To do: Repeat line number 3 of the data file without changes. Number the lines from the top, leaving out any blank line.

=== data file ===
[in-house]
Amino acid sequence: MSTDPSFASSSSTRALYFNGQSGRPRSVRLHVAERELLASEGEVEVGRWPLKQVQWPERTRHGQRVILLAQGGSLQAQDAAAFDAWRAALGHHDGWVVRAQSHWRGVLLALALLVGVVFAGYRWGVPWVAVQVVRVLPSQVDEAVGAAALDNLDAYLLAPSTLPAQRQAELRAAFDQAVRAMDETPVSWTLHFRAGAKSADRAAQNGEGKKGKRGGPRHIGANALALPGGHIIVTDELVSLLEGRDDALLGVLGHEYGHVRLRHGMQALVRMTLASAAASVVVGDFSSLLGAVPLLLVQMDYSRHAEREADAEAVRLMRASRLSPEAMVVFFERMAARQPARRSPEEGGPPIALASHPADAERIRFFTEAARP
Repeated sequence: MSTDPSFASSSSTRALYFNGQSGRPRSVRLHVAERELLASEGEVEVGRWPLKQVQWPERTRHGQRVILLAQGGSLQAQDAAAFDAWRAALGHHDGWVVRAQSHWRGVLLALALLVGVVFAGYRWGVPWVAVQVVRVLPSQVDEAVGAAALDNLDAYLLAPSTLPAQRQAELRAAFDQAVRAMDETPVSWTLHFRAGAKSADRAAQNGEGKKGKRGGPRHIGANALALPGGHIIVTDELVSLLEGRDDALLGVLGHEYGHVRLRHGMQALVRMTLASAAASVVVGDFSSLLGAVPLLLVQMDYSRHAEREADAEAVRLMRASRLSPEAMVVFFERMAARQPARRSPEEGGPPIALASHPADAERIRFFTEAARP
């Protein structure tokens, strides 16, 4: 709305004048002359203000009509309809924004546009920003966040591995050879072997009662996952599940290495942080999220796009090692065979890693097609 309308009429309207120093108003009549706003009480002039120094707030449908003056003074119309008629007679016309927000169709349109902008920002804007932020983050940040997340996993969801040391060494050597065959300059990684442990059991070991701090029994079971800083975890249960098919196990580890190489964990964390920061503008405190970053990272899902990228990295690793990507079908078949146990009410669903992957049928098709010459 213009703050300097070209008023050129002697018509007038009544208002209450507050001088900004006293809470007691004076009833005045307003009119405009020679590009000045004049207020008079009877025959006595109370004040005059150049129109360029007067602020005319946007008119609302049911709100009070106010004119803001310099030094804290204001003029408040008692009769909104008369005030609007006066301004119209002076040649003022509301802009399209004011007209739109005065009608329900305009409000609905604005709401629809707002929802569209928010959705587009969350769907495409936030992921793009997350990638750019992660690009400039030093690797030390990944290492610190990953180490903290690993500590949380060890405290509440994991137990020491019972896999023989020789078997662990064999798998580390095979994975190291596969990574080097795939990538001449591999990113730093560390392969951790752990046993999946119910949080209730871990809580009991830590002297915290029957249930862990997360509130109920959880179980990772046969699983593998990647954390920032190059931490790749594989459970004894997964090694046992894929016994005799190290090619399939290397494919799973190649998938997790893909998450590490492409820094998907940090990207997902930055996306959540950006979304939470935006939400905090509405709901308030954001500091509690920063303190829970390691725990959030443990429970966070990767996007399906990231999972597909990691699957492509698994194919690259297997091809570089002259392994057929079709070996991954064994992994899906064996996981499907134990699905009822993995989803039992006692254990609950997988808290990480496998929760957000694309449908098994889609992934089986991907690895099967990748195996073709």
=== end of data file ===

Repeated sequence: MSTDPSFASSSSTRALYFNGQSGRPRSVRLHVAERELLASEGEVEVGRWPLKQVQWPERTRHGQRVILLAQGGSLQAQDAAAFDAWRAALGHHDGWVVRAQSHWRGVLLALALLVGVVFAGYRWGVPWVAVQVVRVLPSQVDEAVGAAALDNLDAYLLAPSTLPAQRQAELRAAFDQAVRAMDETPVSWTLHFRAGAKSADRAAQNGEGKKGKRGGPRHIGANALALPGGHIIVTDELVSLLEGRDDALLGVLGHEYGHVRLRHGMQALVRMTLASAAASVVVGDFSSLLGAVPLLLVQMDYSRHAEREADAEAVRLMRASRLSPEAMVVFFERMAARQPARRSPEEGGPPIALASHPADAERIRFFTEAARP